Karen Klein, an upstate New York school bus monitor, could never have imagined that in a few short days she would become famous, not once, but twice.
First, the white-haired grandmother was seen on video (scroll down to view) being bullied and teased almost to destruction by the children she was meant to be minding. Then she was made whole again (and rich) by us.
How rich, we don't yet even know. But a fund set up for Ms Klein on a crowd fundraising website called indiegogo.com, which was then championed by members of the bigger online community reddit.com, had by yesterday afternoon brought in more than $500,000 (£320,000). That should be enough for her to retire, and in some comfort.
This all happened because of something as old as our species and entirely non-digital: our propensity to victimise the weak.
The digital dimension to Ms Klein's tale meant we were first able to witness what happened to her – one of the kids on her bus took a video of his peers pouring scorn on her for 10 mortifying minutes and then posted it online (for fun) – and then to respond to it with a global show of kindness as great as the original cruelty.
The sheer spite of the children, all in their early teens, almost ensured the video, called 'Making the Bus Monitor Cry', would go viral on the web as soon as it was posted.
Watch and you will witness a verbal stoning. Over and again, the children in their early teens curse her, call her a "fat ass" and a "troll". When she takes her glasses off to wipe away tears, one of her tormentors scolds: "Dude put the glasses back on I can't stand to look at your face."
As the bus rolls down the roads of Athena, near Rochester, the children threaten to stab her and urinate on her house. One accuses her of having herpes. The cruellest moment comes when a voice is heard declaring: "You don't have a family because they all killed themselves because they don't want to be near you." Ms Klein's oldest son took his own life 10 years ago.
Because what happened to Ms Klein, 68, was there for all to see, the normal hand-wringing, including questions raised about child-rearing in America today – has taken on a whole new scale.
She has been on CNN and breakfast television describing her hurt. Two of the boys have apologised to her, as has one of their parents. "My heart broke. I couldn't believe my son could treat another human being like that," said Robert Helms. At least four of the students are under police guard after being subject to multiple death threats.
By yesterday, however, another question loomed. While the existence of sites like reddit and indiegogo gives us the opportunity not just to voice dismay on behalf of Ms Klein but also to dig into our pockets to help out, is this going too far?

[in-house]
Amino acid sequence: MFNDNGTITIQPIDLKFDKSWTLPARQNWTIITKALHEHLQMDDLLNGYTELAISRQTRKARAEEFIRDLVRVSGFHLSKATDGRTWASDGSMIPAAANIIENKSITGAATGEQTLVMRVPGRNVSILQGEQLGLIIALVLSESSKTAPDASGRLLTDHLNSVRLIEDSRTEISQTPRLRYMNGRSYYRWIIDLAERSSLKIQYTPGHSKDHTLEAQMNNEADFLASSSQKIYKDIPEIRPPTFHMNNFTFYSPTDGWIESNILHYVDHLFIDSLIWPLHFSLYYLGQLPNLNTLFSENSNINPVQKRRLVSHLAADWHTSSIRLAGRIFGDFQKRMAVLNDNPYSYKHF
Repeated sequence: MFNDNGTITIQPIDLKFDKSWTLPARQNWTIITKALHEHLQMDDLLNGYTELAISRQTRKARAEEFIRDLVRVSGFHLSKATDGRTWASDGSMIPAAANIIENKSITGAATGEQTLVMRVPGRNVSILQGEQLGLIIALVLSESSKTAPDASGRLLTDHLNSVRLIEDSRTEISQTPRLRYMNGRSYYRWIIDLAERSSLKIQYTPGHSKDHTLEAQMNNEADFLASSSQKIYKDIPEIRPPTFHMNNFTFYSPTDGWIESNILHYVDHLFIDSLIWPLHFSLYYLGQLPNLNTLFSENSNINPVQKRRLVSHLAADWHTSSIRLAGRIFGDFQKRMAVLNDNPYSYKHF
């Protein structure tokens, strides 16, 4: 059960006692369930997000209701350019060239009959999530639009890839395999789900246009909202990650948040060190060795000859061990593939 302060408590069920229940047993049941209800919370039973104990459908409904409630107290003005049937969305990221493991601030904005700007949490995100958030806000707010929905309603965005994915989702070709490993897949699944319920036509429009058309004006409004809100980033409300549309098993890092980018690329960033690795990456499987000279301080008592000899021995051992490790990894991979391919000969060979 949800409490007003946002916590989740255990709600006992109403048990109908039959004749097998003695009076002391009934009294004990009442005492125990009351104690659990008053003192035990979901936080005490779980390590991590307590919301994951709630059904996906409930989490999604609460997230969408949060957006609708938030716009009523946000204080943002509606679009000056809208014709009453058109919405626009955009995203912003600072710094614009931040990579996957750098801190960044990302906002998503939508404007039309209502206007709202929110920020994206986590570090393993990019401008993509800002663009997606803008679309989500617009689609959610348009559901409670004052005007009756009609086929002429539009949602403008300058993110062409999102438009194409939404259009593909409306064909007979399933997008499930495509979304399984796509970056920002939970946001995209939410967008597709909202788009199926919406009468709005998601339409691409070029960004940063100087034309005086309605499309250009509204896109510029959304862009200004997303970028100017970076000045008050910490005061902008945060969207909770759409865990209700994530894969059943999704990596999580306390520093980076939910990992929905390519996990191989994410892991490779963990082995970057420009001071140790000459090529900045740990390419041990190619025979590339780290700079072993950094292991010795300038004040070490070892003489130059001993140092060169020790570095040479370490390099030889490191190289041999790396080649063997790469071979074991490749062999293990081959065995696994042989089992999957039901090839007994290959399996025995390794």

When will the amount of money raised for her cross the line from nice and generous to silly?
Forbes.com yesterday asked about a sympathy bubble. "At this rate the 'citizen's justice' payout could exceed half a million dollars, or, who knows, even a million. This is beginning to exhibit the 'irrational exuberance' that drives bubbles in markets (tulip bulbs, tech stocks, etc)."
There is already a parallel string of postings on reddit.com where the online community's members are asking if some of this money couldn't be given to other charitable causes.
With a few dollars from all of us, maybe we could bail out a country or two. You love Spain? Click here and help pay off its crippling debt.
Reddit has a history of unleashing sob-story bonanzas. Earlier this month a 23-year-old man recently diagnosed with cancer in Vancouver began a discussion on the website, merely asking fellow members to send him questions to answer, nothing more.
But his fellow Redderites decided he deserved more. To his surprise and astonishment, they raised $30,000 for him less than 24 hours. This is proving to be the experience of Ms Klein.
On top of the ever-growing cash mountain, she has just been given 10 tickets to Disneyland in Florida by Southwest Airlines. For now she plans to keep working the buses, she says.
But maybe this is more about us and our need to make right something that was so obviously wrong, a salving of collective guilt. And she is feeling better, it seems. "I've got these nice letters, emails, Facebook messages," she said yesterday
"It's like, wow, there's a whole world out there that I didn't know. It's really awesome."